Back before “livestreaming” became the basic human condition, there were the animal cams. Viewers could look in on faraway giant pandas or litters of Shiba Inu puppies, keep tabs on an eagle’s nest, and generally commune with nature–at least the part that had cameras pointed at it.
In his latest work, a deer strolls across the beaches, bridges and boulevards of San Andreas, surrounded by ambient yelling and ubiquitous car horns. The deer overhears a cell phone conversation. Someone calls the deer a loser. Another person tries to punch the deer.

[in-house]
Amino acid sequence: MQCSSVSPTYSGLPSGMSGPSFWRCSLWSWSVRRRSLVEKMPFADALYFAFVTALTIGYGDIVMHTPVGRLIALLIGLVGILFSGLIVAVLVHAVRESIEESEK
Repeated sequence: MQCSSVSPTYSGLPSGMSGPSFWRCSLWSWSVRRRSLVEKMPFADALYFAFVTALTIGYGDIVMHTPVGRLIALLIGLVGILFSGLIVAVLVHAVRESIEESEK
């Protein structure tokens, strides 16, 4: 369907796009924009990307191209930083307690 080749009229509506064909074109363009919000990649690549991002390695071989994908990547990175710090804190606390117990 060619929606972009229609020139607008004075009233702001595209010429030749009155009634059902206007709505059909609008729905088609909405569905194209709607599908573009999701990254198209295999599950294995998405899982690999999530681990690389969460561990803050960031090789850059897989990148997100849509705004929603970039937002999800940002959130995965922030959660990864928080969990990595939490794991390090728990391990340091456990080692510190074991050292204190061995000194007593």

“You fuckerrrrr,” the assailant whines.
But his flailing fists come to naught, for the deer cannot be hurt or killed. After absorbing 10 minutes of futile pounding, during which day turns to night, it remains peaceful and still.
The deer is merely an avatar through which we view the fictional city, a commentary on how absurd we must look to animals, with our dumb baseball caps, our impotent shouts of “Cocksucker! Just get fucked!” and our cell phones—to which we remain glued even as we’re walking past a man engaged in a furious, one-sided fistfight with a large forest animal.
“The deer has been programmed to control itself and make its own decisions, with no one actually playing the video game. The deer is ‘playing itself,’ with all activity unscripted… and unexpected,” Watanabe explained.
In a sense, we’re all just playing ourselves, right?
H/T Andy Baio | Screengrab via Brent Watanabe
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